Unlike arbitration or trial, the mediator has no power to require the parties to settle their dispute, insist on a particular result or issue a decision. The parties must come to any agreement themselves. If a settlement cannot be reached, the parties are free to try another form of ADR or go to trial.

Mediation offers a number of advantages. Most mediations take no more than a day or two to complete. Since the mediation process moves quickly and requires significantly less preparation than does litigation or arbitration, mediation generally is cost-effective.

A settlement reached at mediation is final and binding. Unlike a court judgment, the details of a mediated settlement can be kept private, allowing the parties to resolve their dispute while keeping the details of that resolution out of the public eye.

The advantages of mediation, however, do conceal certain weaknesses. Since mediation is non-binding, a mediation that ends with no agreement can feel like “wasted time.” And unless both parties are motivated to settle the dispute and demonstrate a willingness to work together to reach a compromise, mediation is unlikely to succeed.

If you have any question, please contact Grant Killoran at or 414-276-5000.

What Does It Mean to Litigate a Civil Case?

Alternative dispute resolution (ADR) is so named because it provides an “alternative” to litigating a civil dispute before a court in a bench or jury trial. The most popular forms of ADR are mediation and arbitration, although other options exist.

Litigation is when a lawsuit is filed in a court of law. A lawsuit typically involves a dispute over a particular state of affairs: a contract breach, an injury suffered in an accident, or some other dispute situation.

Litigation offers certain advantages. Access to the decision-maker, whether judge or jury, is free of charge, except for minimal filing fees. Discovery is part of the litigation process, and can be wide-ranging, allowing the parties to gather a great deal of information. Third parties can be added to a law suit, if appropriate.  The rules of evidence and procedure are well-defined. The final decision can be enforced by the court. If a party loses, that party has the right to appeal. And, litigation does not prevent the parties from attempting ADR or negotiating a settlement before, during or even after trial.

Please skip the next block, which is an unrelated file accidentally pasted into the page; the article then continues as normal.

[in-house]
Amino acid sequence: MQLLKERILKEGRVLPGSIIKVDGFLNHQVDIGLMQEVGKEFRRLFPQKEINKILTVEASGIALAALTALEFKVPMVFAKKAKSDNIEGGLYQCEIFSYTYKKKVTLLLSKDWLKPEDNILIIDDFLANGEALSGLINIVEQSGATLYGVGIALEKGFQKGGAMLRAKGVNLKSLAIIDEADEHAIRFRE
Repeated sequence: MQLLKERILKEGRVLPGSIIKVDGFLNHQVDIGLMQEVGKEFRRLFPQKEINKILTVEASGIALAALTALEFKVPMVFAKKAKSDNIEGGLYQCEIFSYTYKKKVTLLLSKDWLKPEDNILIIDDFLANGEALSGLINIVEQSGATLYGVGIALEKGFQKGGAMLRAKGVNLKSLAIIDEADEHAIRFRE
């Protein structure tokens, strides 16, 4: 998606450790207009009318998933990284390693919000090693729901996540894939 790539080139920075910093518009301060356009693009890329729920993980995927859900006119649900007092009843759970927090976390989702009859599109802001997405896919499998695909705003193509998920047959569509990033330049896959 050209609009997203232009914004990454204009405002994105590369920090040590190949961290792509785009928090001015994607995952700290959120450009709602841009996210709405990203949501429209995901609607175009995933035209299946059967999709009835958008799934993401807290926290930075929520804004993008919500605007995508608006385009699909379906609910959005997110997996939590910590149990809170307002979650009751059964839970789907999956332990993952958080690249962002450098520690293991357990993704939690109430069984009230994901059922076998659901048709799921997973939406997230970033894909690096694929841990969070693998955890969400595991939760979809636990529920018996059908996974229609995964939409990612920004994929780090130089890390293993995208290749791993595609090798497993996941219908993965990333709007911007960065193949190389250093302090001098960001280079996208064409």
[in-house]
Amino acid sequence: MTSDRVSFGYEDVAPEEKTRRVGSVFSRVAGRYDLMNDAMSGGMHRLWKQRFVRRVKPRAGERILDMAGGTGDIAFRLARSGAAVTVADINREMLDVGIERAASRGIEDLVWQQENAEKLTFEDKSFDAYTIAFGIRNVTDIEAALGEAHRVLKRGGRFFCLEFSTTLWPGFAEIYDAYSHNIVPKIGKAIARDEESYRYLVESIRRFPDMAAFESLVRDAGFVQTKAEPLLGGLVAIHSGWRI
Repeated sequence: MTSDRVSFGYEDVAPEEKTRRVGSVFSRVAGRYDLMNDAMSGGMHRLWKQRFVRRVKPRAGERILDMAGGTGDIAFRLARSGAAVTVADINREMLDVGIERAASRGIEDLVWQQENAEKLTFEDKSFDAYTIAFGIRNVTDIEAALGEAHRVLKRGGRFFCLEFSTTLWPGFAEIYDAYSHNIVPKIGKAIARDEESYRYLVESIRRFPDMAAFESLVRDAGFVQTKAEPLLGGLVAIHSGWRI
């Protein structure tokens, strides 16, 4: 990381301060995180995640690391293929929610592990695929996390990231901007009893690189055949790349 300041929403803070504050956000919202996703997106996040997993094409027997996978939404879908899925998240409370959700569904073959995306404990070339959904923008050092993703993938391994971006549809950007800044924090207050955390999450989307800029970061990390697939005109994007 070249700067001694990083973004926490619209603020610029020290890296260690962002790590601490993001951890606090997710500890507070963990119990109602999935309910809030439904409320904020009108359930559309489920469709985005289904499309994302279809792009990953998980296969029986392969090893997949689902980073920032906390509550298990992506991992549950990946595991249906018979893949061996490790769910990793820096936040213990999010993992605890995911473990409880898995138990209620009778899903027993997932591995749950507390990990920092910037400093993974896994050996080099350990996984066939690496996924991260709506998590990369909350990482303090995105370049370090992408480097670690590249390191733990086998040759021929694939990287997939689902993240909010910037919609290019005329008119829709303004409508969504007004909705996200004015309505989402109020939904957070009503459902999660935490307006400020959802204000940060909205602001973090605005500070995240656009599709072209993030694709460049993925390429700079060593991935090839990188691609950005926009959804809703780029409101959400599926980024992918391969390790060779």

Despite these benefits, litigation also has certain disadvantages. The large case load faced by judges, as well as the demands of discovery and procedural issues, can make litigation both slow and expensive. The broad discovery allowed in litigation and the inherently public nature of litigation can expose damaging or embarrassing details, creating brand or reputation management concerns. Highly technical or complex disputes can be difficult to present to a judge or jury in an efficient and accessible manner, as judges and juries may lack the specialized knowledge needed to fully grasp the issues involved in the dispute. Litigation decisions can be appealed, adding additional expense and extending the duration of the dispute.

If you have any question, please contact Grant Killoran at or 414-276-5000.

Understanding Alternative Dispute Resolution in Wisconsin: An Overview

Alternative dispute resolution (ADR) offers a way for parties to resolve business disputes without going through a civil trial. ADR may take place before or after a lawsuit is filed. Many contracts, including construction, securities and Internet terms-of-service contracts, increasingly require ADR before or instead of trial. Generally speaking, courts have found these provisions enforceable.